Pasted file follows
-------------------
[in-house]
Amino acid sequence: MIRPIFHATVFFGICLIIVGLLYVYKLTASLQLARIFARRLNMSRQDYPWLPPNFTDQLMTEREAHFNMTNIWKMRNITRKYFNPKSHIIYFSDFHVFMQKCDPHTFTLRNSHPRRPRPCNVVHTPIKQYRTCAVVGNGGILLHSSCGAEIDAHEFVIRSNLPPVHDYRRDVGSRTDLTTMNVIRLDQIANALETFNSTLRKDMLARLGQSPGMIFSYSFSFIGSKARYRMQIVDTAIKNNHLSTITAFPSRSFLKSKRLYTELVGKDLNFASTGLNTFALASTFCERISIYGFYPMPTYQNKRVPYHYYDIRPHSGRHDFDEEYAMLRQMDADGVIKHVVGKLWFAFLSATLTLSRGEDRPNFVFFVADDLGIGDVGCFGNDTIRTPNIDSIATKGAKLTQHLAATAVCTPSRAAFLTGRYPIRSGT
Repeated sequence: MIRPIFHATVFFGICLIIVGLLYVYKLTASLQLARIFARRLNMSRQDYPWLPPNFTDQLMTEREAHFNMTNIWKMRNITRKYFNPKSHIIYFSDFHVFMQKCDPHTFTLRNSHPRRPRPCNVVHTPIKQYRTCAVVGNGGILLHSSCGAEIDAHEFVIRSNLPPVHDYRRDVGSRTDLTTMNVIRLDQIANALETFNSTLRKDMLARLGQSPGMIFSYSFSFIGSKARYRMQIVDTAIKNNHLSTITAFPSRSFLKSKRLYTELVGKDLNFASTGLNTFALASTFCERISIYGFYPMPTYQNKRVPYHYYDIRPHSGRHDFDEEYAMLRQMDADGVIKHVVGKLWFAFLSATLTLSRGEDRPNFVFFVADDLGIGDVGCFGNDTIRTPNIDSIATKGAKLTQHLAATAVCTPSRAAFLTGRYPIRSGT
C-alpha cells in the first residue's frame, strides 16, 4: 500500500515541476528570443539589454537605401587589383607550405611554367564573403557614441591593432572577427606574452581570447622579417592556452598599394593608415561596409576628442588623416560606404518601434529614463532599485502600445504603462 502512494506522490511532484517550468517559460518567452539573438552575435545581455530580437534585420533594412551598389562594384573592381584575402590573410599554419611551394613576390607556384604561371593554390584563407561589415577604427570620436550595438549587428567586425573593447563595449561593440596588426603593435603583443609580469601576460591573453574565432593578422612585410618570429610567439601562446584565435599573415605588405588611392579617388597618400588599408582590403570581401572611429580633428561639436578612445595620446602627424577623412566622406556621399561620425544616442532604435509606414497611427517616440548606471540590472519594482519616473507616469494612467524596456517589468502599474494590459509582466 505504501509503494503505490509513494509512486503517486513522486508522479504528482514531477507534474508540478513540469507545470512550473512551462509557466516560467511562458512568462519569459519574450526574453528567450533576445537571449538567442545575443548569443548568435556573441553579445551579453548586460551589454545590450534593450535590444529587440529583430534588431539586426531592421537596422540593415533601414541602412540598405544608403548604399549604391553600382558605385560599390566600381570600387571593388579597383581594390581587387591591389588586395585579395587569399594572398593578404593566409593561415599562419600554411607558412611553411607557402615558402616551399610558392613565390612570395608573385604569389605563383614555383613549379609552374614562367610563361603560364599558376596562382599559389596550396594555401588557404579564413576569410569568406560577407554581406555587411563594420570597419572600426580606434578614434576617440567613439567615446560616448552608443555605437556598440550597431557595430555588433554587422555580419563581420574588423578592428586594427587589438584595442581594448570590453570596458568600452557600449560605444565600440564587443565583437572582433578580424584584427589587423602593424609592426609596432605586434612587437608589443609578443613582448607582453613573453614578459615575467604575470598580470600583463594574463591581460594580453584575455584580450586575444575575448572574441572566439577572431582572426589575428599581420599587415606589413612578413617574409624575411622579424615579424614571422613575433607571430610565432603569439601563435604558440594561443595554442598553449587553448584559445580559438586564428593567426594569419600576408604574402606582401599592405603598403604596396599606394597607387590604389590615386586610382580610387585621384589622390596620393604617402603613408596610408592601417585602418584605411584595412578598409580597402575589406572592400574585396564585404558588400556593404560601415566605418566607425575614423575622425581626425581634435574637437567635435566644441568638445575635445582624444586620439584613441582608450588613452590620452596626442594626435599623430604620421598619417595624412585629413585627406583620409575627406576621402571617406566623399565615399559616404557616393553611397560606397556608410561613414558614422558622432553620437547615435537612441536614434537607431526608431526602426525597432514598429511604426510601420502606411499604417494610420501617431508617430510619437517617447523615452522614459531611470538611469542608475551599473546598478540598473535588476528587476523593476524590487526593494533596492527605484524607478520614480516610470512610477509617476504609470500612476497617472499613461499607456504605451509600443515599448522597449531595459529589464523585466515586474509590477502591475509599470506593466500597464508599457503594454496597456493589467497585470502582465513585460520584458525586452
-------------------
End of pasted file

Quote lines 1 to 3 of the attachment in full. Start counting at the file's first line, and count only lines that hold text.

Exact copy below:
[in-house]
Amino acid sequence: MIRPIFHATVFFGICLIIVGLLYVYKLTASLQLARIFARRLNMSRQDYPWLPPNFTDQLMTEREAHFNMTNIWKMRNITRKYFNPKSHIIYFSDFHVFMQKCDPHTFTLRNSHPRRPRPCNVVHTPIKQYRTCAVVGNGGILLHSSCGAEIDAHEFVIRSNLPPVHDYRRDVGSRTDLTTMNVIRLDQIANALETFNSTLRKDMLARLGQSPGMIFSYSFSFIGSKARYRMQIVDTAIKNNHLSTITAFPSRSFLKSKRLYTELVGKDLNFASTGLNTFALASTFCERISIYGFYPMPTYQNKRVPYHYYDIRPHSGRHDFDEEYAMLRQMDADGVIKHVVGKLWFAFLSATLTLSRGEDRPNFVFFVADDLGIGDVGCFGNDTIRTPNIDSIATKGAKLTQHLAATAVCTPSRAAFLTGRYPIRSGT
Repeated sequence: MIRPIFHATVFFGICLIIVGLLYVYKLTASLQLARIFARRLNMSRQDYPWLPPNFTDQLMTEREAHFNMTNIWKMRNITRKYFNPKSHIIYFSDFHVFMQKCDPHTFTLRNSHPRRPRPCNVVHTPIKQYRTCAVVGNGGILLHSSCGAEIDAHEFVIRSNLPPVHDYRRDVGSRTDLTTMNVIRLDQIANALETFNSTLRKDMLARLGQSPGMIFSYSFSFIGSKARYRMQIVDTAIKNNHLSTITAFPSRSFLKSKRLYTELVGKDLNFASTGLNTFALASTFCERISIYGFYPMPTYQNKRVPYHYYDIRPHSGRHDFDEEYAMLRQMDADGVIKHVVGKLWFAFLSATLTLSRGEDRPNFVFFVADDLGIGDVGCFGNDTIRTPNIDSIATKGAKLTQHLAATAVCTPSRAAFLTGRYPIRSGT